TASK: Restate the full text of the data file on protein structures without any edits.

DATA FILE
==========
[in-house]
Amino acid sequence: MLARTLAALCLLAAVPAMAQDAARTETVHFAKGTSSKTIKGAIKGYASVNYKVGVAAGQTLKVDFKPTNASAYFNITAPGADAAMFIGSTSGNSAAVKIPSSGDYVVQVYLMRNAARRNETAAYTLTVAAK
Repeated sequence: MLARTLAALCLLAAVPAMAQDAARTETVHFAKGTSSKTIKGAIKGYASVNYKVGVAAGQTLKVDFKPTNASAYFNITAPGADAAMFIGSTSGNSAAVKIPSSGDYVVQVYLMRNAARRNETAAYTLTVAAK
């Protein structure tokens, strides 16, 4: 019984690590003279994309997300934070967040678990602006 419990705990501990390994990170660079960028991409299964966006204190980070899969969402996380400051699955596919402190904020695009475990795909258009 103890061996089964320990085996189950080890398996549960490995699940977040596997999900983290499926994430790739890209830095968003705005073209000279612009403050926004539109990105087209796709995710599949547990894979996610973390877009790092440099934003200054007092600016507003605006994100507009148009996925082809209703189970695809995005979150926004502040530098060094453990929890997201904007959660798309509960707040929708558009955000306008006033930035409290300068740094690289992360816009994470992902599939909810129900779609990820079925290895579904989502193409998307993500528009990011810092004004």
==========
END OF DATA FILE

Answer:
[in-house]
Amino acid sequence: MLARTLAALCLLAAVPAMAQDAARTETVHFAKGTSSKTIKGAIKGYASVNYKVGVAAGQTLKVDFKPTNASAYFNITAPGADAAMFIGSTSGNSAAVKIPSSGDYVVQVYLMRNAARRNETAAYTLTVAAK
Repeated sequence: MLARTLAALCLLAAVPAMAQDAARTETVHFAKGTSSKTIKGAIKGYASVNYKVGVAAGQTLKVDFKPTNASAYFNITAPGADAAMFIGSTSGNSAAVKIPSSGDYVVQVYLMRNAARRNETAAYTLTVAAK
């Protein structure tokens, strides 16, 4: 019984690590003279994309997300934070967040678990602006 419990705990501990390994990170660079960028991409299964966006204190980070899969969402996380400051699955596919402190904020695009475990795909258009 103890061996089964320990085996189950080890398996549960490995699940977040596997999900983290499926994430790739890209830095968003705005073209000279612009403050926004539109990105087209796709995710599949547990894979996610973390877009790092440099934003200054007092600016507003605006994100507009148009996925082809209703189970695809995005979150926004502040530098060094453990929890997201904007959660798309509960707040929708558009955000306008006033930035409290300068740094690289992360816009994470992902599939909810129900779609990820079925290895579904989502193409998307993500528009990011810092004004």